Steadlür straddle that line between teenage rebellion and being accepted by the masses with their self-titled Roadrunner Records debut. Steadlür are putting the "rock" back into rock band with their youthful aplomb. They're young, they're hungry and they're certainly not jaded and cynical. They're just ready to take over the world, one riff at a time.
Formed by Philip Steadlür and his drummer brother, Dallas, the four-piece, which also features Tommy Steadlür on lead guitar and Daniel Steadlür on bass, got their start like most aspiring bands: by playing small shows at high schools, local dives and practicing in their garage. Steadlür’s main goal was always clear: to have a good time playing rock. Despite Atlanta’s status as a centre for urban music, Steadlür managed to flourish as one of the few rock acts in the region. Philip sums the band's aura up, saying, "We're just a rock and roll band. We're good ol' American boys who love what we do and want to show we're thankful to be alive." While only Philip and Dallas are actually blood siblings, the rest of the Steadlür crew adopted the same last name, like brothers-in-arms as a show of solidarity.
The band’s debut was recorded in Alabama with Jason Elgin and mixed in Los Angeles. The album (and the band) cull influences from diverse sources, such as '90s alternative rock like Offspring and Weezer as well as '80s bands like Skid Row and Guns N' Roses, but Steadlür isn't following the Sunset Strip trend of caking on the make up and shooting fireworks off their guitars. "We tend to turn heads around town," Philip admits. "People think, Who are those dudes? Since we like to draw attention to ourselves, we can be at an all-you-can-eat buffet and turn it into a party!" Dallas concurs with his brother, saying, "We can turn anything we're doing into a good time."
Indeed, Steadlür’s music follows that credo, as the band generates raucous riffs, memorable melodies and choruses that beg to be sung along to. Case in point? "My Mom Hates Me," a catchier-than-a-cold-in-winter anthem that gives off a feel-good, upbeat vibe but actually delves into the deeper issue of spoiled rich kids running rampant and terrorizing others, while their parents throw money at them. "Bumpin'," the first single, is more light-hearted fare, which the band admits is simply about partying, certainly a noble pursuit when you play an instrument for a living. "Angel (On the Wrong Side of Town)" is a surprising ballad that showcases the more subtle side of Steadlür.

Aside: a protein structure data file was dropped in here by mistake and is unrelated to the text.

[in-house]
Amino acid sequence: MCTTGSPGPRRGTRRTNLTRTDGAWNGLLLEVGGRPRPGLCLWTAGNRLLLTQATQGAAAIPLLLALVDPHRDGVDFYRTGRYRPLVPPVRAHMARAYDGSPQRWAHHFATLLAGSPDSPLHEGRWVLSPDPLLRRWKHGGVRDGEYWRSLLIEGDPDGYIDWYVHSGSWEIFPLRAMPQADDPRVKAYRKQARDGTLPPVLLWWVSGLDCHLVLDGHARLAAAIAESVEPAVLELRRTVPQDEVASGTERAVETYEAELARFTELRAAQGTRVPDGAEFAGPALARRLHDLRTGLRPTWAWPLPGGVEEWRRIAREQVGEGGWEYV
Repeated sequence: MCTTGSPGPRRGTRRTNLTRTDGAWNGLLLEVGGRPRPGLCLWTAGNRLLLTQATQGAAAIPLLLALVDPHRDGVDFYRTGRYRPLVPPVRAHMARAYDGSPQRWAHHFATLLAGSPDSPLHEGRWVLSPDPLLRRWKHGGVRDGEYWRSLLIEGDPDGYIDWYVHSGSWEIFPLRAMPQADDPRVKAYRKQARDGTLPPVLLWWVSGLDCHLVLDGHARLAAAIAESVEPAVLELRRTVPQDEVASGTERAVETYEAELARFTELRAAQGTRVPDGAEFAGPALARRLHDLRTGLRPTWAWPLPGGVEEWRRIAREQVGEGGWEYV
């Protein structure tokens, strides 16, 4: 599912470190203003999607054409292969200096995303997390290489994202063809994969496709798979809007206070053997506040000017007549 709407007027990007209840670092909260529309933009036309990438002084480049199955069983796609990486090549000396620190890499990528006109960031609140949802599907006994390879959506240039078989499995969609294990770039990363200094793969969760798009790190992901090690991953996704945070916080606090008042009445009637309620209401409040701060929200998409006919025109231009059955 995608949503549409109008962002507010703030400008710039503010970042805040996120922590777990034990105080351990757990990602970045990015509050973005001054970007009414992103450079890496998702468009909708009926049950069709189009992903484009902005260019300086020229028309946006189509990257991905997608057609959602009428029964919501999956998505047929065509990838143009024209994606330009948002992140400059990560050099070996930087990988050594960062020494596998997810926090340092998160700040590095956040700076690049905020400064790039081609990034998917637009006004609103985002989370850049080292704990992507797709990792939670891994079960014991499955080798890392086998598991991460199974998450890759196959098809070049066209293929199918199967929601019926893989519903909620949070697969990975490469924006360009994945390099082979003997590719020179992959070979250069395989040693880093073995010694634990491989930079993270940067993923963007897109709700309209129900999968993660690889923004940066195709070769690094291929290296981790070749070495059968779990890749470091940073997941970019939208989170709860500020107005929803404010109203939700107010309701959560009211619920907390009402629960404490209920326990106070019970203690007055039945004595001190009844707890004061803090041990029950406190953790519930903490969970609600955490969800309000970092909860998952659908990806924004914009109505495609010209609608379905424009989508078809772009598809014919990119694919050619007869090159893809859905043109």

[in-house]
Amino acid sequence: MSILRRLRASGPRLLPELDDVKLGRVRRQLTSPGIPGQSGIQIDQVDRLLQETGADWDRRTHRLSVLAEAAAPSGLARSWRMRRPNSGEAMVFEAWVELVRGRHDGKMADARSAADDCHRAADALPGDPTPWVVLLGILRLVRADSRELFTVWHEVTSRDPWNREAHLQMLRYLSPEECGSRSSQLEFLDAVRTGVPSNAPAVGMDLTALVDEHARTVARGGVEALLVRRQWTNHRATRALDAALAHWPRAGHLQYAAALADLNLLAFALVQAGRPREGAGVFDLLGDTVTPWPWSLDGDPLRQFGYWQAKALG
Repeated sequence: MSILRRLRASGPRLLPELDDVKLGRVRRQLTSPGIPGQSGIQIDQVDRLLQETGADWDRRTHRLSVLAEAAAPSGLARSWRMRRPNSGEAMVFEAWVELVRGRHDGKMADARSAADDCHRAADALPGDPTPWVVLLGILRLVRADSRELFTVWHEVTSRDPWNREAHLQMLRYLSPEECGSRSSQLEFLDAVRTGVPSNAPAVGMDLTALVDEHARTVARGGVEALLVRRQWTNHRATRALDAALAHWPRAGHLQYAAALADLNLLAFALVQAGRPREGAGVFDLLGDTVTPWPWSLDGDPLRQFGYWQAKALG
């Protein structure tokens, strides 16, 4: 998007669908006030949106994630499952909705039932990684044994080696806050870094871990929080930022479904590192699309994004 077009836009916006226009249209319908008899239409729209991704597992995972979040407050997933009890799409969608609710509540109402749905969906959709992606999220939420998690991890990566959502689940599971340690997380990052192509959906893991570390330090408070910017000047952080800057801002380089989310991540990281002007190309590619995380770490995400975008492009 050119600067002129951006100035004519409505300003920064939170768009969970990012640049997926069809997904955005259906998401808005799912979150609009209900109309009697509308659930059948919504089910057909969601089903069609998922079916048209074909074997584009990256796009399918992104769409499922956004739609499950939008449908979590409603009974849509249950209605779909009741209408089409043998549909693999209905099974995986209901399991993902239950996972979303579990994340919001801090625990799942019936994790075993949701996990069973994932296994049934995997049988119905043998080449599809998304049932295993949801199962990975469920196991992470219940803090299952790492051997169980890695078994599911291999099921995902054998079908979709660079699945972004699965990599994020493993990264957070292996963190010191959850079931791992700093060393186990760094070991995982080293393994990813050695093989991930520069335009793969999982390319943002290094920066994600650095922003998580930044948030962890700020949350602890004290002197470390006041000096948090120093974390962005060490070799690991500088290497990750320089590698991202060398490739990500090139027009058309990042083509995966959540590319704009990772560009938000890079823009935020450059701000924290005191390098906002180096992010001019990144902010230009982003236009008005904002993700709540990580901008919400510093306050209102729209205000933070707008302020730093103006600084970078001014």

Dallas sums up the album, saying, "The record is definitely playful at times, but there is a depth to it. We rely on our live show to paint the picture. I remember when Dave Navarro said something to the effect that if you hear something good when you listen to his records, you are going to see something good when you come to his show. We are like that."
The band’s first offering addresses all sorts of issues such as partying, relationships and life as the young band knows it. "We want to keep our music open to anyone who can relate to it, whether you're a 9-5 worker, 40-years-old or even 13 years old," muses Philip. Steadlür's music is that universal and clearly, there is something for everyone on this album. Dallas continues, "The record is fun, but we recognize that there's more to life than partying, sex or being pissed off about your love life. In the end, everything is nothing."
Philip encapsulates the essence of Steadlür by saying, "We don’t come from wealthy families. We’ve always had to work for what we have, and will keep working for it." And that's how career bands are made. With that attitude, infectious rock music and a positive attitude stocked in their arsenal, Steadlür have arrived.